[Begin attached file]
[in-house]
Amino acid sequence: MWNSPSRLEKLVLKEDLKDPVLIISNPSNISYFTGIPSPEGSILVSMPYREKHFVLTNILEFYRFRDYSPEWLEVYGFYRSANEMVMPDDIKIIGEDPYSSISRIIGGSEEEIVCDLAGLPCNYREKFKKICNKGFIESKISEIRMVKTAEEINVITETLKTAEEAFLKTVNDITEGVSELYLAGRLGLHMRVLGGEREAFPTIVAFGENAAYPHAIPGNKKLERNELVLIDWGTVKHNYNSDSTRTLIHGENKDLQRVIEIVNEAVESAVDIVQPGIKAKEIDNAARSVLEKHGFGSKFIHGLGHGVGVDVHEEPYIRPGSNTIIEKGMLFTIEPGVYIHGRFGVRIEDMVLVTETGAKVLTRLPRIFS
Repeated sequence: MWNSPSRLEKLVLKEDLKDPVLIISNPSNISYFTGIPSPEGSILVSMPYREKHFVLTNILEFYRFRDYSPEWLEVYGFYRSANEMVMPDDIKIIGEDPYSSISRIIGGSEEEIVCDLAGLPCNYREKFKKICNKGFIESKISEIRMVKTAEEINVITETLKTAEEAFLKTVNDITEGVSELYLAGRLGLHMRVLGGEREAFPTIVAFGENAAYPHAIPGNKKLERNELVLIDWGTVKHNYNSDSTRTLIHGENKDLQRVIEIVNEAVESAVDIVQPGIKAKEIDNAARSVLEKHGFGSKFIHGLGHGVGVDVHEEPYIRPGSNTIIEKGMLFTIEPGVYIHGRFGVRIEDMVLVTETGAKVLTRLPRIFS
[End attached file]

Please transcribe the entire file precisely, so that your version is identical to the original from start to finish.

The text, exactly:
[in-house]
Amino acid sequence: MWNSPSRLEKLVLKEDLKDPVLIISNPSNISYFTGIPSPEGSILVSMPYREKHFVLTNILEFYRFRDYSPEWLEVYGFYRSANEMVMPDDIKIIGEDPYSSISRIIGGSEEEIVCDLAGLPCNYREKFKKICNKGFIESKISEIRMVKTAEEINVITETLKTAEEAFLKTVNDITEGVSELYLAGRLGLHMRVLGGEREAFPTIVAFGENAAYPHAIPGNKKLERNELVLIDWGTVKHNYNSDSTRTLIHGENKDLQRVIEIVNEAVESAVDIVQPGIKAKEIDNAARSVLEKHGFGSKFIHGLGHGVGVDVHEEPYIRPGSNTIIEKGMLFTIEPGVYIHGRFGVRIEDMVLVTETGAKVLTRLPRIFS
Repeated sequence: MWNSPSRLEKLVLKEDLKDPVLIISNPSNISYFTGIPSPEGSILVSMPYREKHFVLTNILEFYRFRDYSPEWLEVYGFYRSANEMVMPDDIKIIGEDPYSSISRIIGGSEEEIVCDLAGLPCNYREKFKKICNKGFIESKISEIRMVKTAEEINVITETLKTAEEAFLKTVNDITEGVSELYLAGRLGLHMRVLGGEREAFPTIVAFGENAAYPHAIPGNKKLERNELVLIDWGTVKHNYNSDSTRTLIHGENKDLQRVIEIVNEAVESAVDIVQPGIKAKEIDNAARSVLEKHGFGSKFIHGLGHGVGVDVHEEPYIRPGSNTIIEKGMLFTIEPGVYIHGRFGVRIEDMVLVTETGAKVLTRLPRIFS